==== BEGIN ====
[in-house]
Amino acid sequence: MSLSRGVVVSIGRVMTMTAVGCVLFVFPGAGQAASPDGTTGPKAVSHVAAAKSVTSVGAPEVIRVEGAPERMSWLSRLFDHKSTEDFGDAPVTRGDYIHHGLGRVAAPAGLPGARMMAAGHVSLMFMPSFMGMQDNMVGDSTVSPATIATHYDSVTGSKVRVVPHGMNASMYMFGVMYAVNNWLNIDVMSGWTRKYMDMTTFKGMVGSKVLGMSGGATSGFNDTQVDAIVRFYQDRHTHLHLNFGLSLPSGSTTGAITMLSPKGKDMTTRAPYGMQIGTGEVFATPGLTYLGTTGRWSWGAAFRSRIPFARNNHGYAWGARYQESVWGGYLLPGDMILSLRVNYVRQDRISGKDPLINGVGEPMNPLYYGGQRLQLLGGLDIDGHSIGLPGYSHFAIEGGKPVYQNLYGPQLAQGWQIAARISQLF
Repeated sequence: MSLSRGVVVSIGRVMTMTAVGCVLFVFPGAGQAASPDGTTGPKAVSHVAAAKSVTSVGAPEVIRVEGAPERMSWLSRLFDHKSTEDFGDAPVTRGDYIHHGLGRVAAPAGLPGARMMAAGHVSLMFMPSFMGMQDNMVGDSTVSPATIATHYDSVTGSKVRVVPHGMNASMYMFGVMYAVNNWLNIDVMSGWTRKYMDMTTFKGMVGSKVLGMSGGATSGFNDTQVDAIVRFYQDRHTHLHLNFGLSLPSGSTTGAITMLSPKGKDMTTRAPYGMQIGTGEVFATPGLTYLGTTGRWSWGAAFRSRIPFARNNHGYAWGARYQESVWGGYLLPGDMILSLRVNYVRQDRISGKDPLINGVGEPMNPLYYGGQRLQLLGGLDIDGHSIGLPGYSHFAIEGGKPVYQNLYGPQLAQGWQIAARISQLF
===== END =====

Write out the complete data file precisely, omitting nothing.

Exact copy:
[in-house]
Amino acid sequence: MSLSRGVVVSIGRVMTMTAVGCVLFVFPGAGQAASPDGTTGPKAVSHVAAAKSVTSVGAPEVIRVEGAPERMSWLSRLFDHKSTEDFGDAPVTRGDYIHHGLGRVAAPAGLPGARMMAAGHVSLMFMPSFMGMQDNMVGDSTVSPATIATHYDSVTGSKVRVVPHGMNASMYMFGVMYAVNNWLNIDVMSGWTRKYMDMTTFKGMVGSKVLGMSGGATSGFNDTQVDAIVRFYQDRHTHLHLNFGLSLPSGSTTGAITMLSPKGKDMTTRAPYGMQIGTGEVFATPGLTYLGTTGRWSWGAAFRSRIPFARNNHGYAWGARYQESVWGGYLLPGDMILSLRVNYVRQDRISGKDPLINGVGEPMNPLYYGGQRLQLLGGLDIDGHSIGLPGYSHFAIEGGKPVYQNLYGPQLAQGWQIAARISQLF
Repeated sequence: MSLSRGVVVSIGRVMTMTAVGCVLFVFPGAGQAASPDGTTGPKAVSHVAAAKSVTSVGAPEVIRVEGAPERMSWLSRLFDHKSTEDFGDAPVTRGDYIHHGLGRVAAPAGLPGARMMAAGHVSLMFMPSFMGMQDNMVGDSTVSPATIATHYDSVTGSKVRVVPHGMNASMYMFGVMYAVNNWLNIDVMSGWTRKYMDMTTFKGMVGSKVLGMSGGATSGFNDTQVDAIVRFYQDRHTHLHLNFGLSLPSGSTTGAITMLSPKGKDMTTRAPYGMQIGTGEVFATPGLTYLGTTGRWSWGAAFRSRIPFARNNHGYAWGARYQESVWGGYLLPGDMILSLRVNYVRQDRISGKDPLINGVGEPMNPLYYGGQRLQLLGGLDIDGHSIGLPGYSHFAIEGGKPVYQNLYGPQLAQGWQIAARISQLF